>A couple of weeks ago I was at the cinema watching the Oscar nominated, BAFTA award winning film, The King’s Speech. It was a truly wonderful cinematic experience, and I really recommend that everyone takes an opportunity to go and see it. I just want to focus on one element of the film, which struck me. Now it will come as no surprise to anyone that the film includes the story of the abdication of King Edward VIII and the accession to the throne of King George VI. Through this part of the story it was striking to see the reluctance of George to become the King; he wanted to help his brother to remain King.
I am sure that many of us have wondered what it might be like to be the Monarch, in our fantasies I am sure that it involves living in the lap of luxury and being waited on hand and foot by an impressive staff. The idea of being the Monarch, or maybe at least a minor Royal, sounds exciting, but in the film we see that King George VI was happy to remain a Prince, and avoid ascending to the top job.
This week in our Torah portion Moses has the opportunity to become the undisputed main man of the Israelites. As he sat atop Mount Sinai with God; the Israelites down below had constructed a golden calf, which they had proceeded to worship in place of Adonai. It is unsurprising that this excited the wrath of God, who had recently redeemed the people from Egypt and given them the Ten Commandments, which explicitly stated: ‘You shall not make for you any engraved image … you shall not bow down yourself to them’ (Exodus 20:4-5).
On Mount Sinai God said to Moses: ‘now therefore let me alone, that my anger may burn hot against them, and that I may consume them; and I will make of you a great nation’ (Exodus 32:10). Moses stood on the brink of receiving the patriarchal promise, to become a great nation, and as such to establish his own people as the chosen people. It would have meant the end of the Children of Abraham, Isaac and Jacob, and the beginning of the Children of Moses.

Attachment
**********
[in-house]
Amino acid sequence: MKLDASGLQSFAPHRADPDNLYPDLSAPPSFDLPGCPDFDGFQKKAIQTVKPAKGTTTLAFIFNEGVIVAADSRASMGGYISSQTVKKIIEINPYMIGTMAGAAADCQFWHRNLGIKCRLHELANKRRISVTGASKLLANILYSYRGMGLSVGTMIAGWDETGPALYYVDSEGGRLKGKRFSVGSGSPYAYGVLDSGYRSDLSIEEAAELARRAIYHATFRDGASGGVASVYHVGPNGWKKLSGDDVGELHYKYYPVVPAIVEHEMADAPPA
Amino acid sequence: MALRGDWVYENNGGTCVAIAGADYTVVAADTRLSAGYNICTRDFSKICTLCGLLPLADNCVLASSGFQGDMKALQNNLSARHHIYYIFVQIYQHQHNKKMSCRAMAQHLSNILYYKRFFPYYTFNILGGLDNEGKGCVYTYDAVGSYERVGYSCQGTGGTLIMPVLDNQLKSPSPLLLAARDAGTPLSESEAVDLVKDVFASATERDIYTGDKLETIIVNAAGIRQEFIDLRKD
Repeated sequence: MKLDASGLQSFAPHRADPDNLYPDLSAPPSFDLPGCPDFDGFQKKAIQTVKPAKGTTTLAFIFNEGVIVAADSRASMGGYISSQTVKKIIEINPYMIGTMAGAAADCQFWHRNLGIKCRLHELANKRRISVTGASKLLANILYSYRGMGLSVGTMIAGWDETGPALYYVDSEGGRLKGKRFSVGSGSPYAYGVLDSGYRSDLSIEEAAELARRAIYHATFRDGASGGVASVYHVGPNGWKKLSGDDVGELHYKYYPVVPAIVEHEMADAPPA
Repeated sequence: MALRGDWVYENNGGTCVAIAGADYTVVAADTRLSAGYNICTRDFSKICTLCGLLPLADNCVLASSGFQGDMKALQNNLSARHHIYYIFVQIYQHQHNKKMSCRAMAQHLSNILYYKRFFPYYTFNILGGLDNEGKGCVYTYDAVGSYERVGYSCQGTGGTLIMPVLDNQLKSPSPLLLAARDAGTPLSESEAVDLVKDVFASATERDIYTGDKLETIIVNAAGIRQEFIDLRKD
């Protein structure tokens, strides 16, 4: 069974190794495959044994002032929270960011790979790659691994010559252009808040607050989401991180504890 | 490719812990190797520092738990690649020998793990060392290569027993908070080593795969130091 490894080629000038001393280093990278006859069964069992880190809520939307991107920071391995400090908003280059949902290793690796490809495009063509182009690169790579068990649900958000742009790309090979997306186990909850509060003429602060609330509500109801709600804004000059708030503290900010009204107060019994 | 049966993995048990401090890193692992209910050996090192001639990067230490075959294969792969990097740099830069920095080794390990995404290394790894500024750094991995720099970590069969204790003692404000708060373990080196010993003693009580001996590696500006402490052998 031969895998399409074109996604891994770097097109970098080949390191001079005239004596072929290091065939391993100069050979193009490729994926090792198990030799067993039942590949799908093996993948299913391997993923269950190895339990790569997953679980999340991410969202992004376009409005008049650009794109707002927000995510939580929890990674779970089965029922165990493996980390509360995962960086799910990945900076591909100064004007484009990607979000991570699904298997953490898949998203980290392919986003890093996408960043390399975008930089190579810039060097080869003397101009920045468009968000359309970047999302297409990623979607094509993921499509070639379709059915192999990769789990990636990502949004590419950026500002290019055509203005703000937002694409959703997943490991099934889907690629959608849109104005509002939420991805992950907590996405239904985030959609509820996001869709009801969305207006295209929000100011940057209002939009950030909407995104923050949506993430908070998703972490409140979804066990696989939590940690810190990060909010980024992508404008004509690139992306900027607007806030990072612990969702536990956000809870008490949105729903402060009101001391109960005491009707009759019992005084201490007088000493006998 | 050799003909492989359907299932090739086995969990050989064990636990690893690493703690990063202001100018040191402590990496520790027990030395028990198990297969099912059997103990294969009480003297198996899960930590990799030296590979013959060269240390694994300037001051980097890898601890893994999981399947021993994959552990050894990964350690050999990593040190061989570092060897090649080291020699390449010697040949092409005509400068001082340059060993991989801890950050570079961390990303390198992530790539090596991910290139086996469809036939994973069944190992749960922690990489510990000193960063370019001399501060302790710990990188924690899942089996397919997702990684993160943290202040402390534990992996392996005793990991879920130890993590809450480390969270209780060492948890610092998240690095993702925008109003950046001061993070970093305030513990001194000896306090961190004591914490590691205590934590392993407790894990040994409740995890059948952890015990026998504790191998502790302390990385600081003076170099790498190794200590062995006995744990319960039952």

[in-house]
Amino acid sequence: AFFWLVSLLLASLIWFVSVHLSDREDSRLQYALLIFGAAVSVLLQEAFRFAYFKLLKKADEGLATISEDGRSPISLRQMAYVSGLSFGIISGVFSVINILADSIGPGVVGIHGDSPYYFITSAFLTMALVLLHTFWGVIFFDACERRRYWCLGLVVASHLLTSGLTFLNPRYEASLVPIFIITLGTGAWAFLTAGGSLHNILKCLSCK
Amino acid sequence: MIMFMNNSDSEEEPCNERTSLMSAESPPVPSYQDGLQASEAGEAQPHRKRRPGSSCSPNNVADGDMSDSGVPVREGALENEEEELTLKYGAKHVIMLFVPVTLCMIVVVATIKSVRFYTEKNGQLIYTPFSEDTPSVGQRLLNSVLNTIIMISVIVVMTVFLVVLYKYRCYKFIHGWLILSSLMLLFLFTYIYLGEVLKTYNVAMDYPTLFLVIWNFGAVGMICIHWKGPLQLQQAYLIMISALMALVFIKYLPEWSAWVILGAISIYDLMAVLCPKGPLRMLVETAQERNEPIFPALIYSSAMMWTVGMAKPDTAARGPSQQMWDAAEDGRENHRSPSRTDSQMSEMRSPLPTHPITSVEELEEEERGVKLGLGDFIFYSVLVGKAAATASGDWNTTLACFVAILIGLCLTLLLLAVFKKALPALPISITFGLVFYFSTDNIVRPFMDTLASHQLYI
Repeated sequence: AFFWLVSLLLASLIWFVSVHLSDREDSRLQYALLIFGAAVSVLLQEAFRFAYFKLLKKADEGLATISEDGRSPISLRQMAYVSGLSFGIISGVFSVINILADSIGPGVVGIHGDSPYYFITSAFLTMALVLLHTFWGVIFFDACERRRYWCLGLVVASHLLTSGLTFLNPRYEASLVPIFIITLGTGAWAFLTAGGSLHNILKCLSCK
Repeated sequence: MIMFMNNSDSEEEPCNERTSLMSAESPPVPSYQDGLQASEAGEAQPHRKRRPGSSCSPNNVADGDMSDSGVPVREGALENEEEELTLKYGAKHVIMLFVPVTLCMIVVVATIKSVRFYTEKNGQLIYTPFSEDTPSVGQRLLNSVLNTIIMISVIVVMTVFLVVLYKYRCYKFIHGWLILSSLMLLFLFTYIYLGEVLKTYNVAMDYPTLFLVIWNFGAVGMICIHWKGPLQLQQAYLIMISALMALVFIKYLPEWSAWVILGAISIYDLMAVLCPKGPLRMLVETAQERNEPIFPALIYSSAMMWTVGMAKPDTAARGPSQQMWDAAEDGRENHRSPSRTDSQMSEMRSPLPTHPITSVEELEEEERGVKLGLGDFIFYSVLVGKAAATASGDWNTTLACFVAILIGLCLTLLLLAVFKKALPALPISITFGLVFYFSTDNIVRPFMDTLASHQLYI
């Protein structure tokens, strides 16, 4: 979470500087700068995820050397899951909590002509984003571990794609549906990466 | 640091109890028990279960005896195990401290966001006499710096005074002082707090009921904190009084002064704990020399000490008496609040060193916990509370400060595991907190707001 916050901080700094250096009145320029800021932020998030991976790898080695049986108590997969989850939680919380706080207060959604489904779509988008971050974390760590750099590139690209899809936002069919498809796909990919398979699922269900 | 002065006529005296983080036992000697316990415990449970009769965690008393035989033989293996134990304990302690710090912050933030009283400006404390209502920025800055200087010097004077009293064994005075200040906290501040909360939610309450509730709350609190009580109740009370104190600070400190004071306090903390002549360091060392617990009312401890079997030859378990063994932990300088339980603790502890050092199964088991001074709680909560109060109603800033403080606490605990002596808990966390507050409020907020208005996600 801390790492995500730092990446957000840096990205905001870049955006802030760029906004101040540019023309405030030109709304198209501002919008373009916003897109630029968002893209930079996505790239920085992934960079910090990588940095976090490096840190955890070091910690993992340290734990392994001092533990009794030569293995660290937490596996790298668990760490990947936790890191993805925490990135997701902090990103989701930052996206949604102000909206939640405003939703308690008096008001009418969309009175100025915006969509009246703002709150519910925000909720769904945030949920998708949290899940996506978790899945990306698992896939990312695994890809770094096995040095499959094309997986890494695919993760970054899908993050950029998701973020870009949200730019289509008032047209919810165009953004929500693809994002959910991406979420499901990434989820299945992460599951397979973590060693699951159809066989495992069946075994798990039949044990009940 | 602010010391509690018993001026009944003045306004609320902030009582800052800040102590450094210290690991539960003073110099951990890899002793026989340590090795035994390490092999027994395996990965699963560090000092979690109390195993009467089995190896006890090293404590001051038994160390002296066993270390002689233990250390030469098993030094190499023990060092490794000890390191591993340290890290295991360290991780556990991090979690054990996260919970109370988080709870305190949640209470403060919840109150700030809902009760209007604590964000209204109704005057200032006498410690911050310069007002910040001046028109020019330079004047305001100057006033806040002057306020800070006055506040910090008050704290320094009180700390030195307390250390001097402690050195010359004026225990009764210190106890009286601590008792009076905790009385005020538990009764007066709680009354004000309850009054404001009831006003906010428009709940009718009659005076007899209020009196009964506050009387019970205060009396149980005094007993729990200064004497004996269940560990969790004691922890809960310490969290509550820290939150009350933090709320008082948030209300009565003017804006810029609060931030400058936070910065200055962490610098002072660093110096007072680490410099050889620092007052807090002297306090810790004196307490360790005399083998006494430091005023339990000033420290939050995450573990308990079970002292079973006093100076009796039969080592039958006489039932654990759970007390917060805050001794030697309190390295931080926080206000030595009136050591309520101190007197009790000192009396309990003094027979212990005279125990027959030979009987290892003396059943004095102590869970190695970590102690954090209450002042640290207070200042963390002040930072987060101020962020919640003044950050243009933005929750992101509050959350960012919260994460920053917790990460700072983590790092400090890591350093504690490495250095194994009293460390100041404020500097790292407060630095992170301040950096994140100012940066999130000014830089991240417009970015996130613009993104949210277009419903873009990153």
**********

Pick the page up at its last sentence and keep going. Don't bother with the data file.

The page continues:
However, Moses refused to accept God’s offer, and instead countered by asking how this action would be viewed by the Egyptians, who had witnessed God’s power. And then asking God to ‘remember Abraham, Isaac, and Israel, your servants, to whom you swore by your own self, and said to them, I will multiply your seed as the stars of heaven, and all this land that I have spoken of will I give to your seed, and they shall inherit it forever’ (Exodus 32:13).
At this moment we see in Moses’ reluctance to supplant the Patriarchs, a part of the reason why he was so well suited to be the leader of the Israelites. He did not for a moment consider the opportunity to become the outright leader of his own people, his own great nation. Instead he immediately sought to protect the people he was leading and to remind God of the promises which had been made with the Patriarchs.
Moses had assumed the position of Israelite leader reluctantly, and here, despite the opportunity of receiving one of God’s ultimate promises, to become a great nation, Moses declines, putting the interests of the people above his own. King George VI was reluctant to become the Monarch, preferring to serve his country from the King’s side, but he was ultimately forced to succeed his brother. Moses has been forced to become the Israelite leader, but here he stood firm and ensured that ‘Adonai repented of the evil which he thought to do to his people’ (Exodus 32:14).
At this point Moses once again demonstrated why he was the perfect choice to lead the Israelites and stand alongside Avraham Avinu (Abraham our father) as Moshe Rabbeinu (Moses our teacher).